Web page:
Maybe there isn’t such a thing as fate… but then how else does one explain Sakshi Malik’s remarkable journey to Olympic glory?
Sakshi, some will argue, shouldn’t even have been at Rio. That spot would have belonged to the pioneer of women’s wrestling in India, Geeta Phogat, if things had followed the normal course of events. But the veteran was sent back home from the last qualifying tournament for ‘indiscipline’ and the opportunity to compete at Istanbul fell to 23-year-old Sakshi.
She didn’t need a second invitation — a run to the final earned her a silver medal and a ticket to Rio. Sakshi even beat the 2012 world champion Lan Zhang of China in the early rounds to show that she not only had the talent, but also the technique, to take on the best in the world. She earned the spot with sheer doggedness, but the fates played their part.
Then again, she was born in Rohtak, Haryana — a state notorious for female infanticide. Locals would make daily visits to Sakshi’s house, telling her parents that their daughter would develop puffed-out cauliflower ears, common among wrestlers, and become undesirable to potential husbands.
“It hurt a little and I wondered why people said such mean things, especially when I was so young, and made me doubt myself,” the 23-year-old, who began training when she was 12, said in an interview.
But her parents backed her and perhaps that was fate too.
The time spent in Geeta’s shadow and the early years in Haryana had instilled a fierce sense of pride in her. So while many in the Indian Olympic squad seemed a little overawed by the grandeur of the event, Sakshi was determined to fight; determined to make the opportunity count; determined to prove a point to all those who have ever doubted her.
It didn’t start off well though. In her first bout against Sweden’s Malin Mattson, she quickly found herself trailing 0-4 at the end of the first period. To many watching, it seemed like she would meekly embrace defeat but instead, she displayed a rare resolve to clinch her win with a mere three seconds left in the bout. She left it till late, but a win was a win.
In the pre-quarterfinal against Moldova’s Mariana Cherdivara, she once again was down 0-3 in the early going. But then a big takedown in the second period gave her four points and even though the scores were level at the end of the bout, Sakshi got the nod because of the takedown.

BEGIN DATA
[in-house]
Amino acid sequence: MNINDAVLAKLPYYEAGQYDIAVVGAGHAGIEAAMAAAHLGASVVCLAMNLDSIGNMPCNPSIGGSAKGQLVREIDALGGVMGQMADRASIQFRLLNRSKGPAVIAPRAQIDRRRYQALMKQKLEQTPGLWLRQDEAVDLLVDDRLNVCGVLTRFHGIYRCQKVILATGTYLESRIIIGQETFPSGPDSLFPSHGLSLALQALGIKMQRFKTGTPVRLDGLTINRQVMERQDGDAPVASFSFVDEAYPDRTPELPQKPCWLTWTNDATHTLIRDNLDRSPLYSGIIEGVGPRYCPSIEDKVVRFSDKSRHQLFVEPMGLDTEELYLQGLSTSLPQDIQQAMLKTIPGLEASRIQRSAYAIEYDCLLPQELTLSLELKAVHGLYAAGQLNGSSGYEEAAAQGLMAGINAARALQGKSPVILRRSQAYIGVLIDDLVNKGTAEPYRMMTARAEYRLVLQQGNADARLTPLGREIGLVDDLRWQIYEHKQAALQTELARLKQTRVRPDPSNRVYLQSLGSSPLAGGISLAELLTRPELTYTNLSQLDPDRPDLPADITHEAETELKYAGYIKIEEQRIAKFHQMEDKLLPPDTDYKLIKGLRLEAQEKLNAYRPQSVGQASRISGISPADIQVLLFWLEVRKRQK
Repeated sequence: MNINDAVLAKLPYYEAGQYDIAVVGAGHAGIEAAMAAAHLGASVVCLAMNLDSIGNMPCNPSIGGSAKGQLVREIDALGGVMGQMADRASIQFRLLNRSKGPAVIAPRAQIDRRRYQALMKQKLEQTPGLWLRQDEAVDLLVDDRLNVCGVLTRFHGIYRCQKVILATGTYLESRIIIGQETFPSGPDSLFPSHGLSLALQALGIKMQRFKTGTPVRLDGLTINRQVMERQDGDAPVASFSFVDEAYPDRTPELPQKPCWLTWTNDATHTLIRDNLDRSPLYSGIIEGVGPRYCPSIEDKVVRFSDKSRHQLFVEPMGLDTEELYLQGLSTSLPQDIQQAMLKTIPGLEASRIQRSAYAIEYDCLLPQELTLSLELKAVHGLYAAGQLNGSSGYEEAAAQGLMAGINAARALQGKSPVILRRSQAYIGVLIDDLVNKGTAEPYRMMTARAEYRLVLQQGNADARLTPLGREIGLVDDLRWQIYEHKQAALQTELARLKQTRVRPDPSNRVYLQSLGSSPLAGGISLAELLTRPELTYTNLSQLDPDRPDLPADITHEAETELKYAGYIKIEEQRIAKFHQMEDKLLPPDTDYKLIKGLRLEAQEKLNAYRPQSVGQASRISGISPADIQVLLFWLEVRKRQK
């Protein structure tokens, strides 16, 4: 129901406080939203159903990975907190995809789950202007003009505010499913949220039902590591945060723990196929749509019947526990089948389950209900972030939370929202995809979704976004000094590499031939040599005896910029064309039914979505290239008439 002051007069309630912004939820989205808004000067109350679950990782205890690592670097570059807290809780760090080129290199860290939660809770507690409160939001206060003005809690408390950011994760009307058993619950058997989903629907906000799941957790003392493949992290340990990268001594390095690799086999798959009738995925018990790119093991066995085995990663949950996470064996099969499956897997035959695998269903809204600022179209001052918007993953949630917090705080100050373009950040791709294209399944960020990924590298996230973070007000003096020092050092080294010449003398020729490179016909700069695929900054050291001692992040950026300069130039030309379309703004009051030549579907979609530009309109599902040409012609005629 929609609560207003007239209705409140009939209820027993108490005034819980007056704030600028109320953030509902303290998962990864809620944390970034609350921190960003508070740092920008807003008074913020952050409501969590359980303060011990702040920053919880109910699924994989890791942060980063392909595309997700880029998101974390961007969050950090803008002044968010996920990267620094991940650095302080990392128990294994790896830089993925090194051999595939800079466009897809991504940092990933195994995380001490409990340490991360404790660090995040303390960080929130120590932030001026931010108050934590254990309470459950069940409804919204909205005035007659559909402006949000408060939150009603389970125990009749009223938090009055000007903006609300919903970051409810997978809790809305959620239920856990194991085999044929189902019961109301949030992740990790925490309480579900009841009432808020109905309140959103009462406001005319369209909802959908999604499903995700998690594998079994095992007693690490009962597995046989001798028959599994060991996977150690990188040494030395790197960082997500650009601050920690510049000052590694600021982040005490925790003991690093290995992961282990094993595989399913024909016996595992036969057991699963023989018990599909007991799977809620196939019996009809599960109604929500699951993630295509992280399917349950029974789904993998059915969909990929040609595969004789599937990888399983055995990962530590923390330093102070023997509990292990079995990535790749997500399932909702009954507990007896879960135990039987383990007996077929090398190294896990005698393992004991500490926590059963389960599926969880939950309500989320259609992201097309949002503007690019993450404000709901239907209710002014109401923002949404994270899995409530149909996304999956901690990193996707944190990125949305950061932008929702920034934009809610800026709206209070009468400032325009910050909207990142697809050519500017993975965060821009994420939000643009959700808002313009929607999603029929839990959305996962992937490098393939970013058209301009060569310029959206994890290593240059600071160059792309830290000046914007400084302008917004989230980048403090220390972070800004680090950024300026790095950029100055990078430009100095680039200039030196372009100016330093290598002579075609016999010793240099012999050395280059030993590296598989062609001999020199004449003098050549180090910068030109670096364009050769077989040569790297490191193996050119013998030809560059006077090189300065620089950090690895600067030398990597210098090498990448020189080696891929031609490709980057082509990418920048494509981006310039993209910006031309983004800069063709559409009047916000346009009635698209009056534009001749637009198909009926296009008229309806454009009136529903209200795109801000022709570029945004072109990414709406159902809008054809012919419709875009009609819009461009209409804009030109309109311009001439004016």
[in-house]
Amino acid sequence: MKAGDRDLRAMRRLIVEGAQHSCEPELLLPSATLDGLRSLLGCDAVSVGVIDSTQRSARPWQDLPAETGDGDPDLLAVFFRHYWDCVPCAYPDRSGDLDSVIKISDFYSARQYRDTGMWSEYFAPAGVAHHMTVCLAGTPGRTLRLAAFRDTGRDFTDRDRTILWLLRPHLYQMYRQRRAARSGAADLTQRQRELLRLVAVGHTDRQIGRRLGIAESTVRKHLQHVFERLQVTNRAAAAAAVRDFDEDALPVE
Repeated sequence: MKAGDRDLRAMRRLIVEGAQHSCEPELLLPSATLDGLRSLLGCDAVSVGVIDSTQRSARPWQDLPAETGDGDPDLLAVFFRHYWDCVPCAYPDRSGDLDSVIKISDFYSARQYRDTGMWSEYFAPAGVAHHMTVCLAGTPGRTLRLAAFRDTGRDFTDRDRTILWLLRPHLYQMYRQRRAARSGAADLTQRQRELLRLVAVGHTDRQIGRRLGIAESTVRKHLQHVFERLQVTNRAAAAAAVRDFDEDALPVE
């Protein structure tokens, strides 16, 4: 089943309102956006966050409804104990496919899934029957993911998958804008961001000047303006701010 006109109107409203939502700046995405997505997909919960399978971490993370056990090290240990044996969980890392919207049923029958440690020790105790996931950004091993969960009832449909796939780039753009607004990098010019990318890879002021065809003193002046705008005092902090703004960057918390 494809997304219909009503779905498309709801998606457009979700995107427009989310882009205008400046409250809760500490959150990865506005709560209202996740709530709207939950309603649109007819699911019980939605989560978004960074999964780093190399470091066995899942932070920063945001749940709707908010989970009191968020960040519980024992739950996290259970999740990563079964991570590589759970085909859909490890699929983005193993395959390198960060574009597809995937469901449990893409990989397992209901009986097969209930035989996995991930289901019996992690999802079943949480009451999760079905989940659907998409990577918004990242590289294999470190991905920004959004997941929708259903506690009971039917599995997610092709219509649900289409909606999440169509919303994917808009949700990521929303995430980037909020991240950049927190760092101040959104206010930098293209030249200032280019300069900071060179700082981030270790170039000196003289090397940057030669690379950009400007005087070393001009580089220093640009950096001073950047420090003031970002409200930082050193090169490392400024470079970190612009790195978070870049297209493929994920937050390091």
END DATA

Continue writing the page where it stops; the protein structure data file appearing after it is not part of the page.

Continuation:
She was developing a reputation as a bit of a comeback artist, but then she ran into Valeriia Koblova, and there was no coming back against the Russian. Once again, she could do little but hope that the Russian made it to the final and gave her a chance to win a bronze through repechage. Ahem, time for fate to step up again – Koblova reached the final, and Sakshi got another shot at glory.
She ran into Orkhon Purevdorj of Mongolia in the second round of the repechage. And once again, she was down 2-3 before unleashing the big moves and winning 12-3. By this point, the commentators couldn’t stop raving about her ability to throw in the big moves and snatch victory from the jaws of defeat.
She had already done it four times during the course of the day – but could she do it once more to claim victory in the bronze medal bout?
Turns out she could.
But of course, she had to give us the jitters before that. She was typically down 0-5 in the match against Aisuluu Tynybekova, making nervous wrecks of us all, but then somehow managed to turn it around in the dying seconds to win 8-5. Her entire campaign seemed to be a lesson in why, no matter how desperate the situation seems, one can never give up. Time and again, she fought with a determination that was inspiring.
In the end, fate loves the fearless and Sakshi showed that as long as she had even an ounce of strength in her body, she would fight — her opponents, people’s stereotypes, and even fate itself until she got the desired result. India sure is glad to see how well that worked out.